The processing described above for encapsulation and redirection of data packets may take the form of machine-readable software code. This machine-readable software code may be implemented in read only memory (ROM), random access memory (RAM) or electronically programmable read only memory (EPROM) which may be read by a processor or several processors and interpreted to provide the above mentioned method. These memories may be co-located on a semiconductor device or chip along with the network controller 75 or may reside on a stand alone memory device. Further the software may be loaded into a network controller from a memory device such as hard disk, floppy disk or compact disk or a hardware state machine.

As a result of the above-described processing by network controller 75, provides dynamic packet encapsulation and redirection of the data packet of network node host-network traffic without the need for additional software agents or complex hardware. Further, network controller 75 may be implemented on a semiconductor device or a “chip set”. This avoids further costs of “add-on” hardware.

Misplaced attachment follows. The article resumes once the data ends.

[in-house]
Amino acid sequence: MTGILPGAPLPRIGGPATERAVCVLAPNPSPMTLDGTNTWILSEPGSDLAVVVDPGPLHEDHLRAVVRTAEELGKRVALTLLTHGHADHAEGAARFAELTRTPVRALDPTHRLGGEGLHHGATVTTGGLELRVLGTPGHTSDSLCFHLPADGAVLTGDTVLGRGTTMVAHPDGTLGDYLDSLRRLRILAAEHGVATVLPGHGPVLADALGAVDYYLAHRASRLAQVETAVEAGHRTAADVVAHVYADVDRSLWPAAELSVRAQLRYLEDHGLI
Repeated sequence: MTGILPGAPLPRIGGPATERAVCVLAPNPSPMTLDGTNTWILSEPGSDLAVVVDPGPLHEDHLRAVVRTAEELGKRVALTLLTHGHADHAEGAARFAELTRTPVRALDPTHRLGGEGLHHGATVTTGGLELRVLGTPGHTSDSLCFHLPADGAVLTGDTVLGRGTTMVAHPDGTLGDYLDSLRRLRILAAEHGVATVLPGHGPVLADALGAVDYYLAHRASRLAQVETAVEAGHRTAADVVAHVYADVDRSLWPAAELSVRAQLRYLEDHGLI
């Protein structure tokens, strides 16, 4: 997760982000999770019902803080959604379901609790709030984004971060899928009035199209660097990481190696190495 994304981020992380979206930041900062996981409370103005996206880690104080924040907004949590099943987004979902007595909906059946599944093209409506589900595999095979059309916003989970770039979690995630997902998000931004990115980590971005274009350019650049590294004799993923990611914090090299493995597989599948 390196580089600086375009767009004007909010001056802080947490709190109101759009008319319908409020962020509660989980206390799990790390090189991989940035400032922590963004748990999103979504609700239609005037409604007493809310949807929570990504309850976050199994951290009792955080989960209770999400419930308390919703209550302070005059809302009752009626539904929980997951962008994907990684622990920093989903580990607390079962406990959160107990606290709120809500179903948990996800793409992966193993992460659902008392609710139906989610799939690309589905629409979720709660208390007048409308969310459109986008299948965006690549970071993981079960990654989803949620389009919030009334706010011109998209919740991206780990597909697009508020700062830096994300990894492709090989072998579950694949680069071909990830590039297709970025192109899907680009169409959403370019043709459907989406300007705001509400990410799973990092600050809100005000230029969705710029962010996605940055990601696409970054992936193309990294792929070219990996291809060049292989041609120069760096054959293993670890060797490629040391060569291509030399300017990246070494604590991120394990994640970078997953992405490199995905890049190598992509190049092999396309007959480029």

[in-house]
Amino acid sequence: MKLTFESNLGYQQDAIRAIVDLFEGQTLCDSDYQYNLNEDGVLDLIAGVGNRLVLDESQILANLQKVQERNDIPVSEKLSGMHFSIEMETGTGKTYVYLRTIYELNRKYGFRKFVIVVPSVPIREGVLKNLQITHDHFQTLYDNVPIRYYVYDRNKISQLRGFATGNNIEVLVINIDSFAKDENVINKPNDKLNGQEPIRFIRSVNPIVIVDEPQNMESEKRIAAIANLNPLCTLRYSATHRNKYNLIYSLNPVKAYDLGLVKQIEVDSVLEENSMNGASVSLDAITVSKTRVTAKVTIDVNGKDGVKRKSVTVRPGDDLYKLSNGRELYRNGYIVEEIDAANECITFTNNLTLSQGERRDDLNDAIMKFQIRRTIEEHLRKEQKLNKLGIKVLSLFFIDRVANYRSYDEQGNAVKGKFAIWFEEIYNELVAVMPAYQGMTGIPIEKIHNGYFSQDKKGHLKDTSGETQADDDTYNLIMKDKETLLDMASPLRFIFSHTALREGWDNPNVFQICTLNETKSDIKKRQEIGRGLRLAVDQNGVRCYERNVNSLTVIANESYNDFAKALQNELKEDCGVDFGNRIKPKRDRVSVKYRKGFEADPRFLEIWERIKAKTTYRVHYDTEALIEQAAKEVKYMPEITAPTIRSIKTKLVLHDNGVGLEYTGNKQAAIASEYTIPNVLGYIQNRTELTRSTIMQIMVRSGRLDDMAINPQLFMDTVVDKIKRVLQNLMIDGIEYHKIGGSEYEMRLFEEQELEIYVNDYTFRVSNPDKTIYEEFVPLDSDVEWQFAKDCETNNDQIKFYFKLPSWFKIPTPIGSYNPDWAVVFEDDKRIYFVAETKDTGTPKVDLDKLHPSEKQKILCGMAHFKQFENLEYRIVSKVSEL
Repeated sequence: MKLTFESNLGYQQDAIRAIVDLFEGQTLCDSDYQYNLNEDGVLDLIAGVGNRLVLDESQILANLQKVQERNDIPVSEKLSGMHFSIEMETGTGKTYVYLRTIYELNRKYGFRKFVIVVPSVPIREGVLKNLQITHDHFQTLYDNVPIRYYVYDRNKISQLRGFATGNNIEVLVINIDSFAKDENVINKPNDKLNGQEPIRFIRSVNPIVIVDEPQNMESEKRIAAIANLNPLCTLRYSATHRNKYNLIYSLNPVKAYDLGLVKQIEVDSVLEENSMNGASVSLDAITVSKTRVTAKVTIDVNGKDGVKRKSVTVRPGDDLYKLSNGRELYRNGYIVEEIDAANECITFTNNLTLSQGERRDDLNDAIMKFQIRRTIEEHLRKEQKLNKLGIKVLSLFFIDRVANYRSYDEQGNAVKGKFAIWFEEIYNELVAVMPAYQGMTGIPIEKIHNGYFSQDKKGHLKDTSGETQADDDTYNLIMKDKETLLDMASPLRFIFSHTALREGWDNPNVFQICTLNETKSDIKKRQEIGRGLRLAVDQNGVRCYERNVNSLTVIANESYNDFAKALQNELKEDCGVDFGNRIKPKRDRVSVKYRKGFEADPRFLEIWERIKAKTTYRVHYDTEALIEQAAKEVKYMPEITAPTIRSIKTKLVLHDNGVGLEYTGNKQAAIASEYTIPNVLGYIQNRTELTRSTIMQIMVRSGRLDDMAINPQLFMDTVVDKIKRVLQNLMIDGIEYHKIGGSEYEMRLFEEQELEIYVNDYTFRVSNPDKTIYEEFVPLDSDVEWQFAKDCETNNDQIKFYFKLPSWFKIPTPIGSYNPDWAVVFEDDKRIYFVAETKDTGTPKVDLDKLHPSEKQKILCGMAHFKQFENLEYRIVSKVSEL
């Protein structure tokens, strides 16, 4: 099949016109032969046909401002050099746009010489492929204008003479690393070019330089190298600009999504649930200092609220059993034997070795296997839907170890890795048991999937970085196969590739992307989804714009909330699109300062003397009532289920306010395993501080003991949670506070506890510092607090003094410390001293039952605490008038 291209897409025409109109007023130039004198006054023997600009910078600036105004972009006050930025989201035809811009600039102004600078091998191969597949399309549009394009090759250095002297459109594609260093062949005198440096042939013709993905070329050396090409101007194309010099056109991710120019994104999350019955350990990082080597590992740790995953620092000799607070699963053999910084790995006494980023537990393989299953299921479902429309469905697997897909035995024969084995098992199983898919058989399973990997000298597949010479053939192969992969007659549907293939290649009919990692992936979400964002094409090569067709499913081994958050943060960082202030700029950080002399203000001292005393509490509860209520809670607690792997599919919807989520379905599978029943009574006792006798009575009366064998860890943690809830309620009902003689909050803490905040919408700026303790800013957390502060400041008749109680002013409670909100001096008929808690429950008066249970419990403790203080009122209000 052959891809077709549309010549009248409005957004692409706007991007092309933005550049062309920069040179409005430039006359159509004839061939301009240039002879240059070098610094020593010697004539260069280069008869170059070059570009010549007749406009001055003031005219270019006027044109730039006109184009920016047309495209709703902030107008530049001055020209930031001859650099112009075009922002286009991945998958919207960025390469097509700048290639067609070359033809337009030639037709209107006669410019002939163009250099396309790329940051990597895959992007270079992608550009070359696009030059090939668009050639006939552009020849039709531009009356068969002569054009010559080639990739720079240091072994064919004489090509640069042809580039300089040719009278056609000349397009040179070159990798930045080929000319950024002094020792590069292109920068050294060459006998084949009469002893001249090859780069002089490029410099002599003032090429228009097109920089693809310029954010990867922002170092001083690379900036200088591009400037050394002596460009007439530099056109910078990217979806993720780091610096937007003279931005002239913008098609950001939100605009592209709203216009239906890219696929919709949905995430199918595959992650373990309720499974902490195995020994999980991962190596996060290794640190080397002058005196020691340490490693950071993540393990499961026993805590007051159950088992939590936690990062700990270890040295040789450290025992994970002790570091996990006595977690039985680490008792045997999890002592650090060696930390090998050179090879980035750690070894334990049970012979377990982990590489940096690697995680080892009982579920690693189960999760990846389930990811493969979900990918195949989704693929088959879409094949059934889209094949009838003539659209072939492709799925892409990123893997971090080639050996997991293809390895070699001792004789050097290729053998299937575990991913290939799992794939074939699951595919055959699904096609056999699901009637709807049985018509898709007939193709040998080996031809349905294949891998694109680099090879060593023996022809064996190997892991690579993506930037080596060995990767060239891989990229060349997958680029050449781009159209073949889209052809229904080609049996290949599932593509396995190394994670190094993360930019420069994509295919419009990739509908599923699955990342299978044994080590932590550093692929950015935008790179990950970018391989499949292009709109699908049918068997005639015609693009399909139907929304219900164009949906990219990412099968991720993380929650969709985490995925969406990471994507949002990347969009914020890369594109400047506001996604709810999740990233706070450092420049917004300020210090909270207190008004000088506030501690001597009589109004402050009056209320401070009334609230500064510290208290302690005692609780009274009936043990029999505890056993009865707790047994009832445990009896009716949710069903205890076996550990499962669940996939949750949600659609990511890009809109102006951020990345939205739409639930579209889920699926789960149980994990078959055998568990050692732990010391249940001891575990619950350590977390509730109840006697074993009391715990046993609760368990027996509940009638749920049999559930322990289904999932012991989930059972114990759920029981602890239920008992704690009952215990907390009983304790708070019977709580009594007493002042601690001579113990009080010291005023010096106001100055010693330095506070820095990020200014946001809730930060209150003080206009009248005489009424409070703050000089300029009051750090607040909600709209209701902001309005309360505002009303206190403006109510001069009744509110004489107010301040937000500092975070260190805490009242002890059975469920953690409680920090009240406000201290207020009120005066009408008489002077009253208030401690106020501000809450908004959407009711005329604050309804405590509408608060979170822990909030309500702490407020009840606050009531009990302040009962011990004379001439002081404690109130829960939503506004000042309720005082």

Although some embodiments of the invention have been illustrated, and that form described in detail, it will be readily apparent to those skilled in the art that various modifications may be made therein without departing from the spirit of these embodiments or from the scope of the appended claims.

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Classifications
U.S. Classification370/389, 726/11, 726/23, 370/390
International ClassificationH04L12/28
Cooperative ClassificationH04L69/16, H04L69/161, H04L12/4633, H04L63/1408
European ClassificationH04L29/06J3, H04L29/06J, H04L12/46E
Legal Events
DateCodeEventDescription
Nov 21, 2012FPAYFee payment
Year of fee payment: 4
Aug 29, 2006ASAssignment
Owner name: INTEL CORPORATION, CALIFORNIA
Free format text: ASSIGNMENT OF ASSIGNORS INTEREST;ASSIGNORS:TRUMPER, FABIAN;ELDAR, AVIGDOR;REEL/FRAME:018190/0667;SIGNING DATES FROM 20041216 TO 20041220